Ultimate Chicken Horse hit Steam earlier this year, and it's since become beloved by PC gamers and fans in the indie community. Playing the game with three other people, it's easy to see why: It's fast-paced, totally weird and strangely cute. Everyone plays as one of several types of animals, each of whom is armed with a trap that they place on a platforming level before the clock sets off. Once it does, it's all about being the last player — or animal, as it were — alive, avoiding the sneaky death traps while hoping to coerce your buds into landing in yours. Reaching the end of the level earns you the title of victor, but it also gets you on your friends' shitlist. That's the mark of a truly winning multiplayer game.

Keep Talking And Nobody Explodes

Steel Crate Games

As the name implies, you better brush up on those communication skills. Keep Talking And Nobody Explodes makes you feel like you’re living inside a tense action movie — only one player can see the bomb while everyone else is crowded around a defusal manual. While the clock is ticking, the defuser has to inspect and describe features of the bomb while the other players frantically flip through the manual to guide this person through the disarming process. As you play, you’ll find that some people are better at deciphering symbols, navigating through mazes or matching “if, then” statements. The PlayStation VR version provides the most immersive and nerve-wracking experience, but if you don’t have VR, you can also play it on Windows or Mac (no peeking at screens though!). Few games can really test friendships and reading comprehension like this one.

Push Me Pull You

House House

Does anyone remember the show CatDog? Because that’s basically what Push Me Pull You is, but with challenges. It’s the cutest take on what could also easily be a body horror game, where two players can control each “side” of a worm-like body and stretch or shrink to battle it out with another team. There’s a ball in the middle, and you’ll have to find a way to gain control by wrestling it away. Play long enough and you’ll see a tangle of flesh-colored tubes and hear some uncomfortable squeaking noises. But the discomfort doesn’t stop there! If four people are playing on console, each pair can actually share a controller for even more disturbing feelings. An inevitable tug-of-war will happen with your very own teammate while you’re fighting to crawl like a demon toward the ball. Push Me Pull You makes it easy to lose track of where your team starts and ends, but that’s still part of the fun. It’s definitely one of the weirdest local multiplayer couch games we’ve played this year, but also one of the most unforgettable.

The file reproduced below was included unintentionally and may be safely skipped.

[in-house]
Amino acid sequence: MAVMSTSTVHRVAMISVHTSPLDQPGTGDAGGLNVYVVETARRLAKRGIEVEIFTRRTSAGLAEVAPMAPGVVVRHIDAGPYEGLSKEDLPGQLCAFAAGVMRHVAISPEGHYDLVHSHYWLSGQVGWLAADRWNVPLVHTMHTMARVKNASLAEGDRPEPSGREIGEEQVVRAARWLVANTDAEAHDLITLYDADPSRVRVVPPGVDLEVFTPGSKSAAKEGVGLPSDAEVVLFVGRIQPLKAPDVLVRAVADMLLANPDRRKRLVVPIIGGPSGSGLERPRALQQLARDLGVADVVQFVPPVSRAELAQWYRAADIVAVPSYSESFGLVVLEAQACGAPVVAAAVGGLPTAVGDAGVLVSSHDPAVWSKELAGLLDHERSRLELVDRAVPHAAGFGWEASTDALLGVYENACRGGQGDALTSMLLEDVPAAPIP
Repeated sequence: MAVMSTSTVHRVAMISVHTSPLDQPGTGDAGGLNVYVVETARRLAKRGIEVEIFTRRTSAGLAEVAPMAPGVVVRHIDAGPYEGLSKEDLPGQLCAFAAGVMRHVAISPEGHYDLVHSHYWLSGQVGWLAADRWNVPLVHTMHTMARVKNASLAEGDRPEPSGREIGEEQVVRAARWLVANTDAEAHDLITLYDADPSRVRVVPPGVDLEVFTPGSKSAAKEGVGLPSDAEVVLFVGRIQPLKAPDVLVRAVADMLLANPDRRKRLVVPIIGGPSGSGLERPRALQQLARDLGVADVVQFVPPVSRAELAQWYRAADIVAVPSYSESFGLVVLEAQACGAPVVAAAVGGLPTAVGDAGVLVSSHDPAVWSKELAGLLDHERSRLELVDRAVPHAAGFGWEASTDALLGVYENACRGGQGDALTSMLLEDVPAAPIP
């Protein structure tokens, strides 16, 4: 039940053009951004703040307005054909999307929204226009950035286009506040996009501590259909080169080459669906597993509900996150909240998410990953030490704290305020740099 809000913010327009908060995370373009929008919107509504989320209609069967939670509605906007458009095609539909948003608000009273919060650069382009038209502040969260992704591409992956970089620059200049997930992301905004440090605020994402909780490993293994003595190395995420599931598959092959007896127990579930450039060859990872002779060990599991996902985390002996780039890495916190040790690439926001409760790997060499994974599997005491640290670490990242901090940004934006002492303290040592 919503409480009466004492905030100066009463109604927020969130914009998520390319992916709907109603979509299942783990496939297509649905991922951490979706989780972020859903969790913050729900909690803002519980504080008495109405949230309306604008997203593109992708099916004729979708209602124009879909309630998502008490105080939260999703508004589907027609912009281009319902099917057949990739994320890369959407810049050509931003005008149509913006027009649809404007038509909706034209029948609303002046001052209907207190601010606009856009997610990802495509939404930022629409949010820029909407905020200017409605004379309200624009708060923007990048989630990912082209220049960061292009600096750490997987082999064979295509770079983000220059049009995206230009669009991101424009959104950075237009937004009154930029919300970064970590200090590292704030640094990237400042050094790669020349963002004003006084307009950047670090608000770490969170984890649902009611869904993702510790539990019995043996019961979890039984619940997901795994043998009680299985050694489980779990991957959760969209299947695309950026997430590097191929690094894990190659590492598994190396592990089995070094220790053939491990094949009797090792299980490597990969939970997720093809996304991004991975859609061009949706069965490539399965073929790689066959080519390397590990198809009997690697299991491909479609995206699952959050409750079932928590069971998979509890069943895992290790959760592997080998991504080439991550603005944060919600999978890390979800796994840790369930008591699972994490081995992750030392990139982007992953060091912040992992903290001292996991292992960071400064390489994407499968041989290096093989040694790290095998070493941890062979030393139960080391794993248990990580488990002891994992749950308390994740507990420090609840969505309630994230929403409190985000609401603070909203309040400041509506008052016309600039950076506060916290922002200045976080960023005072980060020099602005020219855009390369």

Hide and Shriek

Funcom

If you have a friend who scares easily, you’re going to want to check this out. Although Hide and Shriek skews more toward a playful Halloween theme and not gut-wrenching horror, it’ll still keep you on your toes. Both players need to be on separate computers as they invisibly hunt around an empty school, laying traps to scare the living crap out of each other. You wander around collecting runes that give you various power ups, traps or abilities. In order to win, you either need to rack up the most points scaring the other person or collect orbs scattered across the map and put them back into your satanic-looking altar. Be prepared to yell and put your face in your hands a lot.

Tricky Towers

WeirdBeard

At first glance, it might look like a version Tetris, but it has a couple of tricks and twists up its sleeve. Tricky Towers can be anyone’s game as players race to build towers using falling blocks in various modes of play. The catch here is that each player selects a wizard and can cast spells to either harm their opponents or fortify their own creations. It’s a beautifully designed game that leans heavily on delicate physics to keep the suspense going. Too often have we seen our friends shout for victory, only to see their faces turn pale as a last block topples a multi-colored monolith … and their hubris.